Yes, Zahra! I like the metaphor of choosing the size of the bullseye you want to hit. I saw James Patterson mentioned a couple times as someone who “writes prologues and gets away with it.” E.Nesbit wrote long character/setting descriptions and got away with it, becoming hugely popular long after the Romantic Age writers’ windy style passed into disfavor. But those authors are like expert marksmen. Go ahead and take a shot at publication “their way” if you like, but I’ll pick some easier targets first to develop my skill. If I’m having trouble hitting the bigger bullseyes that are right up my alley (or target lane, so to speak), then I’m probably not ready for the itty bitty ones, despite how lucrative they may seem.

        Unless inspiration strikes, of course… but I need not tell you what’s languishing in my “Develop These Manuscripts” folder… 😉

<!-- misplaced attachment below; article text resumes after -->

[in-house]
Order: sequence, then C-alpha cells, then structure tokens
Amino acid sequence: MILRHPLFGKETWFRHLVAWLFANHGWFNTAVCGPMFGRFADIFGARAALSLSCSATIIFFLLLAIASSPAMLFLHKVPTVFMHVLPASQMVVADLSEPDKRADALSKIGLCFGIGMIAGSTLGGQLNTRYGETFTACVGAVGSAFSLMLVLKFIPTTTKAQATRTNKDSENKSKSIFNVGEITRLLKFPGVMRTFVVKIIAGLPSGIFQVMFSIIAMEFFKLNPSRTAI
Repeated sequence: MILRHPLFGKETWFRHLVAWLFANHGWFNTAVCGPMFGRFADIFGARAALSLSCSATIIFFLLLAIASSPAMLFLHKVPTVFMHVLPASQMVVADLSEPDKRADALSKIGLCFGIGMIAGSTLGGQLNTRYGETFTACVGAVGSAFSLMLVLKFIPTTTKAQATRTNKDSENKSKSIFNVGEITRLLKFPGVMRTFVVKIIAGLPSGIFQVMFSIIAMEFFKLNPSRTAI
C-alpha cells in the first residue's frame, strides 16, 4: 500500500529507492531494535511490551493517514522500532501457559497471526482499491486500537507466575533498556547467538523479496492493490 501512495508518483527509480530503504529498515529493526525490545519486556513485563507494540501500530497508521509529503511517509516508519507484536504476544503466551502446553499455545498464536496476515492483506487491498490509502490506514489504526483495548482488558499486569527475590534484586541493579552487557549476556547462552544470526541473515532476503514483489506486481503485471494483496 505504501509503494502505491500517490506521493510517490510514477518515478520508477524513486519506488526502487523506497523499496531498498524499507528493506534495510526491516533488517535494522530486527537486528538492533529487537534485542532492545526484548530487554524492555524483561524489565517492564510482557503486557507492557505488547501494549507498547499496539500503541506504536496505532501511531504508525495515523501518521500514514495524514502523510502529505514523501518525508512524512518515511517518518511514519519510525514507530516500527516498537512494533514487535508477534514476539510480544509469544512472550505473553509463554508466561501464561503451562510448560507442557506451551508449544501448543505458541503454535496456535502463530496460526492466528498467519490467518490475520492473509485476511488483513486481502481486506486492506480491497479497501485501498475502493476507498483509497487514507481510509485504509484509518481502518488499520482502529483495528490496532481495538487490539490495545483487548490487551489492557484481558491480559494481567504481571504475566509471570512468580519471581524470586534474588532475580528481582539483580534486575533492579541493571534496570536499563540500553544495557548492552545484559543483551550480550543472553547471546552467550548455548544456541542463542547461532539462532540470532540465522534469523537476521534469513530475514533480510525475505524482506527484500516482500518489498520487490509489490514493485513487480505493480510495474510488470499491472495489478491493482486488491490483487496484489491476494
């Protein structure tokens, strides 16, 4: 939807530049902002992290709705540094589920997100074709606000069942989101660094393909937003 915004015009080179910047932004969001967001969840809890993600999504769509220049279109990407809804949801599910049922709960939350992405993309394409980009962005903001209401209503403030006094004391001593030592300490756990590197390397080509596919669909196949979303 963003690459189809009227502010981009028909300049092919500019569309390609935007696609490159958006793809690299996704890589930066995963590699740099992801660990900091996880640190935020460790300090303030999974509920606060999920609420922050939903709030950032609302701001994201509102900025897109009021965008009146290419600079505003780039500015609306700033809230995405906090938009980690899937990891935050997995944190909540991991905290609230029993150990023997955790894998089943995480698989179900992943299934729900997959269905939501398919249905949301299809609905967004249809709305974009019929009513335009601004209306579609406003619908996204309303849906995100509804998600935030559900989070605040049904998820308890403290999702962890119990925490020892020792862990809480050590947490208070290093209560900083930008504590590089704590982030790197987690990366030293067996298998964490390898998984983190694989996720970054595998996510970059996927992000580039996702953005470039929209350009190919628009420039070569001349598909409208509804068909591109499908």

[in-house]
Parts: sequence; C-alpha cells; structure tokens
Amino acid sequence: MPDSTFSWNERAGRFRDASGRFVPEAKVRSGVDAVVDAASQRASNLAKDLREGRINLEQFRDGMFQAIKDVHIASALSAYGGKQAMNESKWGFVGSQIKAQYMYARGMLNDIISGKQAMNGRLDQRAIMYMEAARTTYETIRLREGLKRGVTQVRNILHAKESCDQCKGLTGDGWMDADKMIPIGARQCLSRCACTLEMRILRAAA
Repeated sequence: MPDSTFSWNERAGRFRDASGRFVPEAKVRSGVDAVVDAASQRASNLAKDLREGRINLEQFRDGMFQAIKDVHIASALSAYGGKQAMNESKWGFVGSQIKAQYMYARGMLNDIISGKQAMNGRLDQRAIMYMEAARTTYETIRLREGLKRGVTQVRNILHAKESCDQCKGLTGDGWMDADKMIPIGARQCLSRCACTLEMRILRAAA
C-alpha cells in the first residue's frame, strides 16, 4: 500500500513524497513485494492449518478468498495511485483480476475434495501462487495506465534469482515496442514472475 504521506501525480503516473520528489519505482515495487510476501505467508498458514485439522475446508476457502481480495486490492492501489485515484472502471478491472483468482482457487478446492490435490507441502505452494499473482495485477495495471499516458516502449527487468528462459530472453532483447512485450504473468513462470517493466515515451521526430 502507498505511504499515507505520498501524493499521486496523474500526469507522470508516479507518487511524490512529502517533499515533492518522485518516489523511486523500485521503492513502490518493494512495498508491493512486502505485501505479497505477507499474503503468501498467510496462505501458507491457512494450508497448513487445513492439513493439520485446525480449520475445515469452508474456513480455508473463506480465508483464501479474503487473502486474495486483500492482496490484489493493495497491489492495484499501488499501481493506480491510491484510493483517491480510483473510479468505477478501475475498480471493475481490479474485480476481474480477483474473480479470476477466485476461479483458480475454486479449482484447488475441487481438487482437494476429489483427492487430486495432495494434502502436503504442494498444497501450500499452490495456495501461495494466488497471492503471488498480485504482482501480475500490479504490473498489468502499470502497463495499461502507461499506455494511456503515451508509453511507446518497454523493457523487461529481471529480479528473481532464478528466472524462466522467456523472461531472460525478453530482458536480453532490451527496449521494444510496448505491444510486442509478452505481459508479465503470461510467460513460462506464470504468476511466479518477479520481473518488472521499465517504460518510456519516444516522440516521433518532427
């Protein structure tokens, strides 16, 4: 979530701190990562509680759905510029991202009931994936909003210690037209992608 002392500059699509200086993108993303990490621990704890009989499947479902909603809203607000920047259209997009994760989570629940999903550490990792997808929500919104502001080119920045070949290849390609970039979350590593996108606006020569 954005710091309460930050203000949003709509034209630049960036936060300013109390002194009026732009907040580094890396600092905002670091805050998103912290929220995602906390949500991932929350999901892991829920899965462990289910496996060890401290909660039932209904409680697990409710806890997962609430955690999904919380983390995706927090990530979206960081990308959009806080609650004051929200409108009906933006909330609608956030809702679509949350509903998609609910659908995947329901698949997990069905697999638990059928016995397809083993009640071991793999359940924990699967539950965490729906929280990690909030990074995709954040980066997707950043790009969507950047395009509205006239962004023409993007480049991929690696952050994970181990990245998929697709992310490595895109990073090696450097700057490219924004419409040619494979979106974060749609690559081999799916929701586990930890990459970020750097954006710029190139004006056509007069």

• Vance Rowe says:

    This article is filled with great advice but almost every “don’t do this” is how novels start out and is a little frustrating to read through. Especially the comments about descriptions and how someone doesn’t want to read about, for instance, how a woman has long flowing blonde hair and her skin is like alabaster. Her figure petite and a smile that that would brighten even the darkest of days, etc…

    I was always told to paint a picture of your characters so they can see them as they read. I agree there are some overboard descriptions and is not something you have to do with every character in your novel but some characters have to be descriptive so the reader can see them.

    However, when it comes to writing, I am my own my worst critic. If I read something I write, chances are I will hate it even though other people tell me it is good, and I throw it all away and start over. How can I combat this? Also, I have a problem with mixing up my tenses, past and present. For instance I will say something like “It WAS easy to see that his muscles WERE sinewy” instead of, “It IS easy to see that his muscles ARE sinewy.” I have to catch myself when I write like that.